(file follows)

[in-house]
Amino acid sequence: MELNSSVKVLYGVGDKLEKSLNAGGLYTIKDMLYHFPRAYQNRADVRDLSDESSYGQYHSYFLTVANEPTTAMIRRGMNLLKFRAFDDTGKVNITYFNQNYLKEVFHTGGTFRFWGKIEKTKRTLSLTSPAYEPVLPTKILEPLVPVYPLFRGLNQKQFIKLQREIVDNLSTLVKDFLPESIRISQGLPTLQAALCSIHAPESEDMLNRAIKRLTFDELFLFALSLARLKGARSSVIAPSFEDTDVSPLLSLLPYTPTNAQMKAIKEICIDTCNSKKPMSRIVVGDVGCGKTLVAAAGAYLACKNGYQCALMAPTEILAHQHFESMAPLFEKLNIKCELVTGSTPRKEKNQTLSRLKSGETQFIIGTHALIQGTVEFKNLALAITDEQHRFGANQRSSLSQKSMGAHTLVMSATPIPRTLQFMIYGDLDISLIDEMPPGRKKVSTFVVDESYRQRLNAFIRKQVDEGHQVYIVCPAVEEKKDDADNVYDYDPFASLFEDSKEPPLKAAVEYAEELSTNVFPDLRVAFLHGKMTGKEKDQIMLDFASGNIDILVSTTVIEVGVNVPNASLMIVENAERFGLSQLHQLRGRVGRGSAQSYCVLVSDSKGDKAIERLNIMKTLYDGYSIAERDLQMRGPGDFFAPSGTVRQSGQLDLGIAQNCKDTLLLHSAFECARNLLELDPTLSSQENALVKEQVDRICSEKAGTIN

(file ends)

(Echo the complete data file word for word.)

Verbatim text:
[in-house]
Amino acid sequence: MELNSSVKVLYGVGDKLEKSLNAGGLYTIKDMLYHFPRAYQNRADVRDLSDESSYGQYHSYFLTVANEPTTAMIRRGMNLLKFRAFDDTGKVNITYFNQNYLKEVFHTGGTFRFWGKIEKTKRTLSLTSPAYEPVLPTKILEPLVPVYPLFRGLNQKQFIKLQREIVDNLSTLVKDFLPESIRISQGLPTLQAALCSIHAPESEDMLNRAIKRLTFDELFLFALSLARLKGARSSVIAPSFEDTDVSPLLSLLPYTPTNAQMKAIKEICIDTCNSKKPMSRIVVGDVGCGKTLVAAAGAYLACKNGYQCALMAPTEILAHQHFESMAPLFEKLNIKCELVTGSTPRKEKNQTLSRLKSGETQFIIGTHALIQGTVEFKNLALAITDEQHRFGANQRSSLSQKSMGAHTLVMSATPIPRTLQFMIYGDLDISLIDEMPPGRKKVSTFVVDESYRQRLNAFIRKQVDEGHQVYIVCPAVEEKKDDADNVYDYDPFASLFEDSKEPPLKAAVEYAEELSTNVFPDLRVAFLHGKMTGKEKDQIMLDFASGNIDILVSTTVIEVGVNVPNASLMIVENAERFGLSQLHQLRGRVGRGSAQSYCVLVSDSKGDKAIERLNIMKTLYDGYSIAERDLQMRGPGDFFAPSGTVRQSGQLDLGIAQNCKDTLLLHSAFECARNLLELDPTLSSQENALVKEQVDRICSEKAGTIN